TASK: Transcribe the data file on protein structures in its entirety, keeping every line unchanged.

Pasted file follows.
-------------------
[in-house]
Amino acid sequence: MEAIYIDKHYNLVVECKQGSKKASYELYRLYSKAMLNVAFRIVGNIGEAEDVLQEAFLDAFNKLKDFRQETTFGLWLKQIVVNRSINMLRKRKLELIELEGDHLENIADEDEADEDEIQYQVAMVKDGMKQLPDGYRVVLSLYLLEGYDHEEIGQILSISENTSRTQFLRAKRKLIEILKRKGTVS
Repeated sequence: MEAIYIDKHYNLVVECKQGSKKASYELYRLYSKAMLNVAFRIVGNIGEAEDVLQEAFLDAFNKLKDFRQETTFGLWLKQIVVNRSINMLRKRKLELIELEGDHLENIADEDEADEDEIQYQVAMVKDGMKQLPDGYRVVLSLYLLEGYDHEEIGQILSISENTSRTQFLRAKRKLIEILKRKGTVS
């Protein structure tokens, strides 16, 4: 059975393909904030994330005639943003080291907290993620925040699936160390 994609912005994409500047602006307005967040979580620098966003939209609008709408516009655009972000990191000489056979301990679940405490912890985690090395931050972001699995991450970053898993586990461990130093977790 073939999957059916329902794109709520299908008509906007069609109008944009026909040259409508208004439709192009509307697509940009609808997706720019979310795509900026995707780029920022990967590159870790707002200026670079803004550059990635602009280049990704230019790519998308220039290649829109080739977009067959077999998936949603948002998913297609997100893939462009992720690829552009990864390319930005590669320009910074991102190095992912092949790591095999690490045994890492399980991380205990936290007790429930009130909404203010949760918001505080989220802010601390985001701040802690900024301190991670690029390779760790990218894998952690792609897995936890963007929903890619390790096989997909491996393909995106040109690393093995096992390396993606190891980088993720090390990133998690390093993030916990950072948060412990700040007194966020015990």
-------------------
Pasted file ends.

[in-house]
Amino acid sequence: MEAIYIDKHYNLVVECKQGSKKASYELYRLYSKAMLNVAFRIVGNIGEAEDVLQEAFLDAFNKLKDFRQETTFGLWLKQIVVNRSINMLRKRKLELIELEGDHLENIADEDEADEDEIQYQVAMVKDGMKQLPDGYRVVLSLYLLEGYDHEEIGQILSISENTSRTQFLRAKRKLIEILKRKGTVS
Repeated sequence: MEAIYIDKHYNLVVECKQGSKKASYELYRLYSKAMLNVAFRIVGNIGEAEDVLQEAFLDAFNKLKDFRQETTFGLWLKQIVVNRSINMLRKRKLELIELEGDHLENIADEDEADEDEIQYQVAMVKDGMKQLPDGYRVVLSLYLLEGYDHEEIGQILSISENTSRTQFLRAKRKLIEILKRKGTVS
């Protein structure tokens, strides 16, 4: 059975393909904030994330005639943003080291907290993620925040699936160390 994609912005994409500047602006307005967040979580620098966003939209609008709408516009655009972000990191000489056979301990679940405490912890985690090395931050972001699995991450970053898993586990461990130093977790 073939999957059916329902794109709520299908008509906007069609109008944009026909040259409508208004439709192009509307697509940009609808997706720019979310795509900026995707780029920022990967590159870790707002200026670079803004550059990635602009280049990704230019790519998308220039290649829109080739977009067959077999998936949603948002998913297609997100893939462009992720690829552009990864390319930005590669320009910074991102190095992912092949790591095999690490045994890492399980991380205990936290007790429930009130909404203010949760918001505080989220802010601390985001701040802690900024301190991670690029390779760790990218894998952690792609897995936890963007929903890619390790096989997909491996393909995106040109690393093995096992390396993606190891980088993720090390990133998690390093993030916990950072948060412990700040007194966020015990």